Although the 1992 Volkswagen Corrado seemed destined to be the replacement of the decidedly entry-level Scirocco, the good folks at the helm of Volkswagen had some other ideas. What if they developed a car that could compete with the small, powerful and sporty Japanese cars now flooding the market, as well as with the cheaper, entry-level Porsche models? Thus was the Corrado born. It was greatly appreciated for its modern, sporty look, which was quite the departure for stodgy old Volkswagen, for its roominess and most of all, for its handling. On the other hand, it was panned almost universally for its lackluster interior design, borrowed from other VW cars, mostly the Passat.
What the Corrado lacked most crucially was a powerful engine, and it had to wait for years before it was finally fitted with a decent power plant, in the form of the narrow-angle six-cylinder 2.8-liter VR6, with in this incarnation, developed 190 horsepower. It was enough to endow the Corrado with real oomph; top speed was now 145 miles per hour, and the 0-60 time was an impressive 6.5 seconds.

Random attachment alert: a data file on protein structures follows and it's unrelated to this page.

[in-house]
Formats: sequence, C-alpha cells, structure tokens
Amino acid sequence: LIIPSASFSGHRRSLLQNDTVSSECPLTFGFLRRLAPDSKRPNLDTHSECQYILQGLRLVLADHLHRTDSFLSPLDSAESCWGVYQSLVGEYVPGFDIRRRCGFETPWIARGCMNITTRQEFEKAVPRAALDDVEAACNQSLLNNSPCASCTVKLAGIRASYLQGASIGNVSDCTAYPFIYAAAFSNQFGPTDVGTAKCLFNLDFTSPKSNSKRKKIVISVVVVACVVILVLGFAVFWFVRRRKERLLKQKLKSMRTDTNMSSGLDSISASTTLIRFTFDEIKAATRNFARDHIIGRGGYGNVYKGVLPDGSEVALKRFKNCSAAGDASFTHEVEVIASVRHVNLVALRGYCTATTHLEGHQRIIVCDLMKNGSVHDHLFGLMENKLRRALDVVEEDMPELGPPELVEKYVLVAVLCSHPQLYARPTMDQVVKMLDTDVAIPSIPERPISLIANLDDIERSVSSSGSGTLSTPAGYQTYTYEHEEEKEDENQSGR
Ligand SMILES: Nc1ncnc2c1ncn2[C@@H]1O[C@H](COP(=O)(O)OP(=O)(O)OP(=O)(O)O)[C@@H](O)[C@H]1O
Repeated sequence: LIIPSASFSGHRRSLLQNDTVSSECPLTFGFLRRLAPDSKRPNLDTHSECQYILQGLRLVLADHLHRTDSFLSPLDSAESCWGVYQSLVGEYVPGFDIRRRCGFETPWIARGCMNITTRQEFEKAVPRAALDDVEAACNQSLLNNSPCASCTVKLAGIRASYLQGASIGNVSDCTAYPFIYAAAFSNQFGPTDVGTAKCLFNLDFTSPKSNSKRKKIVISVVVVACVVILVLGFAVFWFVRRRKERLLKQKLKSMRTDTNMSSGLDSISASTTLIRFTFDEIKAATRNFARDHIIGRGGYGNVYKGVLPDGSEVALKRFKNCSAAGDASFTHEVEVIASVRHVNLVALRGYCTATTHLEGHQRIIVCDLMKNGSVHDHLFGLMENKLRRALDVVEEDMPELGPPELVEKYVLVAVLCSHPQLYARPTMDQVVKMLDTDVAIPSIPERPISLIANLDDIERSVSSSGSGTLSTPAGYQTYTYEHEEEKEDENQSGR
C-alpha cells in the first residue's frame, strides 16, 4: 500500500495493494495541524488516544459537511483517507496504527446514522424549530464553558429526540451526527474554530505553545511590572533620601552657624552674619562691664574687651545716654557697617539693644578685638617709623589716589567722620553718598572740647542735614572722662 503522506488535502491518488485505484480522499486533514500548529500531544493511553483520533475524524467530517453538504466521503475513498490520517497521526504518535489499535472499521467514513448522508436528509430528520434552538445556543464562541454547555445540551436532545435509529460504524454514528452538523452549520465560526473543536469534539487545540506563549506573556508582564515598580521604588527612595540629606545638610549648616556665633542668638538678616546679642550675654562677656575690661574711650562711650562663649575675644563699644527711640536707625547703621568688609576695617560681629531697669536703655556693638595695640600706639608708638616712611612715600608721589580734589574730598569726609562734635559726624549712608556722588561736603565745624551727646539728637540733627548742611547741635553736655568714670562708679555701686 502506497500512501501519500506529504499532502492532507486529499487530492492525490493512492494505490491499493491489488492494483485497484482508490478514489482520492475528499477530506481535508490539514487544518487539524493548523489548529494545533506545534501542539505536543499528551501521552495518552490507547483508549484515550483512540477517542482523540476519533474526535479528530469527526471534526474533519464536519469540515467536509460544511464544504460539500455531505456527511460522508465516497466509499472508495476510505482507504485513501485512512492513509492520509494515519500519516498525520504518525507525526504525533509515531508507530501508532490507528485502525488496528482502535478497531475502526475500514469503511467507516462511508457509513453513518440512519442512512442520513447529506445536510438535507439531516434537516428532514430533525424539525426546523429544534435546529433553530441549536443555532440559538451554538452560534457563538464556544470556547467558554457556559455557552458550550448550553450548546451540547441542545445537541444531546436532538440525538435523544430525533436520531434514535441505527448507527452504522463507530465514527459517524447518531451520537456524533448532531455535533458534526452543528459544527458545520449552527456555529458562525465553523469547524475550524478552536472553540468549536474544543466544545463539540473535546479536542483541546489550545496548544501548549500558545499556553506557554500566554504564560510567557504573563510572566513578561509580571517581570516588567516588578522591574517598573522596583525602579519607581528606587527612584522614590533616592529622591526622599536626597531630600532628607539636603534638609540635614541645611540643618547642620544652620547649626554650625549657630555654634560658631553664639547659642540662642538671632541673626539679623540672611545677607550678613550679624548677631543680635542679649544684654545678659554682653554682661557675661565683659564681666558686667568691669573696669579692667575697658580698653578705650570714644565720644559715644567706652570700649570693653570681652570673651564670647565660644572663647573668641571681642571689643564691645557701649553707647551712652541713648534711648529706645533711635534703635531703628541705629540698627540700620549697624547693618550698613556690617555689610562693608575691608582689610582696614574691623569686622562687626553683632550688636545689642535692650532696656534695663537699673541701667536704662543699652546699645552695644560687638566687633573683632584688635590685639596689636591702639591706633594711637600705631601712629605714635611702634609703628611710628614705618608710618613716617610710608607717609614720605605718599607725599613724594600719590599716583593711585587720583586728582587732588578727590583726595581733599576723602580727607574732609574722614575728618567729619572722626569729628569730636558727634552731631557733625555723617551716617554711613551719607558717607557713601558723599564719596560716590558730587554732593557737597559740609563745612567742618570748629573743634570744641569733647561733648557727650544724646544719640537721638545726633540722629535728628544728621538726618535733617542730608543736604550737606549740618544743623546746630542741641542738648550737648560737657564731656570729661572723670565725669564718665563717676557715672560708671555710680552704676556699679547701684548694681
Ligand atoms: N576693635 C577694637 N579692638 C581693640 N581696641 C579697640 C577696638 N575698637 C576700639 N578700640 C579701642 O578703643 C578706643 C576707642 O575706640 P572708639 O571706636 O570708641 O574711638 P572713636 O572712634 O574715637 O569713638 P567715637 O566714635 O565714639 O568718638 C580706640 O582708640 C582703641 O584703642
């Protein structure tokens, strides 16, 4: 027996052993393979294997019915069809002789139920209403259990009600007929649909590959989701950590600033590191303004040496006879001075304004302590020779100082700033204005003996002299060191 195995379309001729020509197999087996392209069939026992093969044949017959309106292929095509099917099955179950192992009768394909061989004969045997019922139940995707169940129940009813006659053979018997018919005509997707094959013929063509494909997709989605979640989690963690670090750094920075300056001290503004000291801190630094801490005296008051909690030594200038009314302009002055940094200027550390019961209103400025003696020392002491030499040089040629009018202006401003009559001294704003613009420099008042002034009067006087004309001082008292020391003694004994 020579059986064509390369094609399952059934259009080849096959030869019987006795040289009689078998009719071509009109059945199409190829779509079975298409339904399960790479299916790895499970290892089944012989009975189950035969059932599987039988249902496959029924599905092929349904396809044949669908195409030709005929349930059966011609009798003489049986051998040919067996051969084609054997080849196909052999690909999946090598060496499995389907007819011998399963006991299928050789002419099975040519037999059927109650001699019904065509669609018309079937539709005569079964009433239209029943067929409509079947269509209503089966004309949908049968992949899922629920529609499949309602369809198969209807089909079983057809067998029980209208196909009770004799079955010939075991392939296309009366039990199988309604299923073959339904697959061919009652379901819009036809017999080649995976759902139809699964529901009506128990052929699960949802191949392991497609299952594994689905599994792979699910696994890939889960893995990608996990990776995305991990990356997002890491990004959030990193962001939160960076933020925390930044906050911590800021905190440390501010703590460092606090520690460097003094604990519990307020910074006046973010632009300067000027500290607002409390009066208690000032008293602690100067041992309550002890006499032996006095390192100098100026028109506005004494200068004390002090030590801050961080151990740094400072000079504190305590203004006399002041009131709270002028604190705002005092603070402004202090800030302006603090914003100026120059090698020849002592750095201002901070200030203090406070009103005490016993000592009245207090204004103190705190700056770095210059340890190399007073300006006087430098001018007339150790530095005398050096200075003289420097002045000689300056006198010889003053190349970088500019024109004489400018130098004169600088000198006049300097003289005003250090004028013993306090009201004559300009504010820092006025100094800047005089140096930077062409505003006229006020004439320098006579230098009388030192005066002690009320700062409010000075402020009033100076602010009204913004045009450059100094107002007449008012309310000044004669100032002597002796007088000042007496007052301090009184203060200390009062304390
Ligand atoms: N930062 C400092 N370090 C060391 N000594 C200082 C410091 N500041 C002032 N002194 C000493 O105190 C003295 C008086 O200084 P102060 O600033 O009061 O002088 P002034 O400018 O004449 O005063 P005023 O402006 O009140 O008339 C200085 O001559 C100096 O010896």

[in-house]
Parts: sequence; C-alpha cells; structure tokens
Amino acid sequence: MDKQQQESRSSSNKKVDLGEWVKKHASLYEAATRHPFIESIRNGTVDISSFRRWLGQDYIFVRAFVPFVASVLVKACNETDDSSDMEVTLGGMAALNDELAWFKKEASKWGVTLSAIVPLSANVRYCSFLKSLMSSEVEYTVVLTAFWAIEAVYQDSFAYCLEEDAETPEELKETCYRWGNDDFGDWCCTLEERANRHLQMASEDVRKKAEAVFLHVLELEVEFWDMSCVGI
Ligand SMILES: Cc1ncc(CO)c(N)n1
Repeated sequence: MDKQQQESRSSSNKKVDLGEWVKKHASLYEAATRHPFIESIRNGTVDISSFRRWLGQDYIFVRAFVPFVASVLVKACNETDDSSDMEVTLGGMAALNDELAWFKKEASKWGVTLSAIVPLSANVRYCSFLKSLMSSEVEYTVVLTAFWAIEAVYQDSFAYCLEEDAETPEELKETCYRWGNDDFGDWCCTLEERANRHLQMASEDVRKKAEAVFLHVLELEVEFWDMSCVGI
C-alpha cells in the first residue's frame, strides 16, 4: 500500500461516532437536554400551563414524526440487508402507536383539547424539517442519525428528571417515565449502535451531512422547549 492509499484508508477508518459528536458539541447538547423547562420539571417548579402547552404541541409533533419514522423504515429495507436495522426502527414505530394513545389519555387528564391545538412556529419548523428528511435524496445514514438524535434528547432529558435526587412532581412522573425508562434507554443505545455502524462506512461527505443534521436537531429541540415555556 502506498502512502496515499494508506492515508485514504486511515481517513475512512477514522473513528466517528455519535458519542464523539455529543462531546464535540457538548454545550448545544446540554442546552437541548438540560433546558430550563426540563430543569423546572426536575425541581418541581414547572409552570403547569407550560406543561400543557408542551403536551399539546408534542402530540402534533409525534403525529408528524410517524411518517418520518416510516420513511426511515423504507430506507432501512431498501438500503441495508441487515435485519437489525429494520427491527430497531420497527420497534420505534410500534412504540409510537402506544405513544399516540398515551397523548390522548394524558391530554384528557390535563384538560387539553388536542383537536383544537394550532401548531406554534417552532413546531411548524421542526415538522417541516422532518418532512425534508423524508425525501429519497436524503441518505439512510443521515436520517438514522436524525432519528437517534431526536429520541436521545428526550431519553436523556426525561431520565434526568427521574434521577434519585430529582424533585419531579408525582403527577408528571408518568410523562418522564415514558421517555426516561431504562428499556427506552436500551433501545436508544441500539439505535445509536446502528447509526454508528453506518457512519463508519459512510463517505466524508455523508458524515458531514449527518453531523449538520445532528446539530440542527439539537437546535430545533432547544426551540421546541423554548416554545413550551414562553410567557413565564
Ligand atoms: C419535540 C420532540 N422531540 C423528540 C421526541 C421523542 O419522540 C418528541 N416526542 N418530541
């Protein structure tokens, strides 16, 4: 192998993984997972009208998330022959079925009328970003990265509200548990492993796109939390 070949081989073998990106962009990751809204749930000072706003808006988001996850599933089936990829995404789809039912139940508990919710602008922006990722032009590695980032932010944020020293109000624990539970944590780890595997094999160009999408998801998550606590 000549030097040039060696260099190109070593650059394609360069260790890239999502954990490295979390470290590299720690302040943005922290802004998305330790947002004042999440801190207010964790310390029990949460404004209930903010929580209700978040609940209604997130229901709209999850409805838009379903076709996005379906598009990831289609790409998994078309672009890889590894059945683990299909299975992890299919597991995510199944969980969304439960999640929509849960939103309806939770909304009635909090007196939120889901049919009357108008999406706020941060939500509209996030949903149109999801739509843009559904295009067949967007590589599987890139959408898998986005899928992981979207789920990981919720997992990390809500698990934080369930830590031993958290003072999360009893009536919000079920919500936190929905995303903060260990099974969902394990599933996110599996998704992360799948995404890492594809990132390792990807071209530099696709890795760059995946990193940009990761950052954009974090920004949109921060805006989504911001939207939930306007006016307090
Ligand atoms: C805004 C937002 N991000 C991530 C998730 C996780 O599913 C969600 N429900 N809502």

The Corrado was a real watershed for VW, especially the VR6-equipped later models. The 1992 Volkswagen Corrado displayed true versatility, in being a true sports car as well as a comfortable, easy to drive long-distance cruiser.